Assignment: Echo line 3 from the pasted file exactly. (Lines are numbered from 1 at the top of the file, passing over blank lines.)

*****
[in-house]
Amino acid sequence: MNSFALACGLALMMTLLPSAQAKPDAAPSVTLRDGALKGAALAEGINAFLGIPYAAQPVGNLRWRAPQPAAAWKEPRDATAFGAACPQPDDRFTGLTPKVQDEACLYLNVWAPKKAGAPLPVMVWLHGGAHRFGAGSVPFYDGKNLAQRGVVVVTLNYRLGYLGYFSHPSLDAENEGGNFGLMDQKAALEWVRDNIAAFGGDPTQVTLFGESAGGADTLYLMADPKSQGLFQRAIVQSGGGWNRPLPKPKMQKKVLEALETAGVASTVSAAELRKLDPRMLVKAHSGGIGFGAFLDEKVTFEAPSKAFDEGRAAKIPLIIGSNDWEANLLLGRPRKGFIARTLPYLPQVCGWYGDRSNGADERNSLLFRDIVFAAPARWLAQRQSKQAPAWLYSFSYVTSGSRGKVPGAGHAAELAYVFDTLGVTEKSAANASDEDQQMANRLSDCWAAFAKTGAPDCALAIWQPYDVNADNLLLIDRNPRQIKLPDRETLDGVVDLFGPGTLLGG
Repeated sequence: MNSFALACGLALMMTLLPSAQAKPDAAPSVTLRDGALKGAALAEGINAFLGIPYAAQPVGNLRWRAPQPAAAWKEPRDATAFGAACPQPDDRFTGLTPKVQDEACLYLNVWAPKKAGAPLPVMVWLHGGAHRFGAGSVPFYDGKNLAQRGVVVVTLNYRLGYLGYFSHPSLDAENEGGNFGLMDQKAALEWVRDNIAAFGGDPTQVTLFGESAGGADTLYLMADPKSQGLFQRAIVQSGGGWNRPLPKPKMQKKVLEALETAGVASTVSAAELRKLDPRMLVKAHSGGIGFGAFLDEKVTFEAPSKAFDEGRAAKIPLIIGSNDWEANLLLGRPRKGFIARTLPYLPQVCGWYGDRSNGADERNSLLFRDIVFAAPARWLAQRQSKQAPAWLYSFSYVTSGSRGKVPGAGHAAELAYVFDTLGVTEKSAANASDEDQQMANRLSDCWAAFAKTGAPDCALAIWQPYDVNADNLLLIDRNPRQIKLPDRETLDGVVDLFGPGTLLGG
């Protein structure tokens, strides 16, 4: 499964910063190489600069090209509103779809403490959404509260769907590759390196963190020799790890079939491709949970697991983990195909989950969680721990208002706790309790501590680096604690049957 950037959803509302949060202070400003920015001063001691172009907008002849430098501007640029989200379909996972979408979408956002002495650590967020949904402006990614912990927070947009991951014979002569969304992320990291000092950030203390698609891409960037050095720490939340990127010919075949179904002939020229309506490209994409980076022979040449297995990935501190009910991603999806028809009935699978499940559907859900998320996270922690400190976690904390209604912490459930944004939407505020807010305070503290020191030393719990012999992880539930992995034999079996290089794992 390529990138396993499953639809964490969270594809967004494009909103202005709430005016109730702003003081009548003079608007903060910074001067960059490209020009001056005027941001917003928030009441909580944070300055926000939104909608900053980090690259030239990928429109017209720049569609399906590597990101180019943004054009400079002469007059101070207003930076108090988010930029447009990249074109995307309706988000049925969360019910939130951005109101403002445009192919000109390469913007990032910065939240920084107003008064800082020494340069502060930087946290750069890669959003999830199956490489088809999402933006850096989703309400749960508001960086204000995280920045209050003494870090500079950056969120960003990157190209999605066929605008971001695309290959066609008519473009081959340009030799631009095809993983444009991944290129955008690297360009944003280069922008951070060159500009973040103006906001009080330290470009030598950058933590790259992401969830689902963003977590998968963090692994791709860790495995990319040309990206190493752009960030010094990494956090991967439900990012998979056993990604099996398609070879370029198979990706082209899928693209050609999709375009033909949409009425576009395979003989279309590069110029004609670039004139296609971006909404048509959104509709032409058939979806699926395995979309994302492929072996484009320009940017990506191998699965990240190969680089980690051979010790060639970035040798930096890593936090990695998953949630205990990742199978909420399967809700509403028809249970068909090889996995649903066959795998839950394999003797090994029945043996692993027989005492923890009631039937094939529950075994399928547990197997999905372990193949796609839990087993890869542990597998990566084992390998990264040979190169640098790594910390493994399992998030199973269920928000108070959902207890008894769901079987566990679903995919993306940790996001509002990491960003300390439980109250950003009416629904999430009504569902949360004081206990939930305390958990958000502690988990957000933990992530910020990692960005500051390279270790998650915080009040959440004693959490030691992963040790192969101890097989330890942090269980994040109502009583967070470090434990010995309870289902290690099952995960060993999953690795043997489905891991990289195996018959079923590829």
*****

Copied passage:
Repeated sequence: MNSFALACGLALMMTLLPSAQAKPDAAPSVTLRDGALKGAALAEGINAFLGIPYAAQPVGNLRWRAPQPAAAWKEPRDATAFGAACPQPDDRFTGLTPKVQDEACLYLNVWAPKKAGAPLPVMVWLHGGAHRFGAGSVPFYDGKNLAQRGVVVVTLNYRLGYLGYFSHPSLDAENEGGNFGLMDQKAALEWVRDNIAAFGGDPTQVTLFGESAGGADTLYLMADPKSQGLFQRAIVQSGGGWNRPLPKPKMQKKVLEALETAGVASTVSAAELRKLDPRMLVKAHSGGIGFGAFLDEKVTFEAPSKAFDEGRAAKIPLIIGSNDWEANLLLGRPRKGFIARTLPYLPQVCGWYGDRSNGADERNSLLFRDIVFAAPARWLAQRQSKQAPAWLYSFSYVTSGSRGKVPGAGHAAELAYVFDTLGVTEKSAANASDEDQQMANRLSDCWAAFAKTGAPDCALAIWQPYDVNADNLLLIDRNPRQIKLPDRETLDGVVDLFGPGTLLGG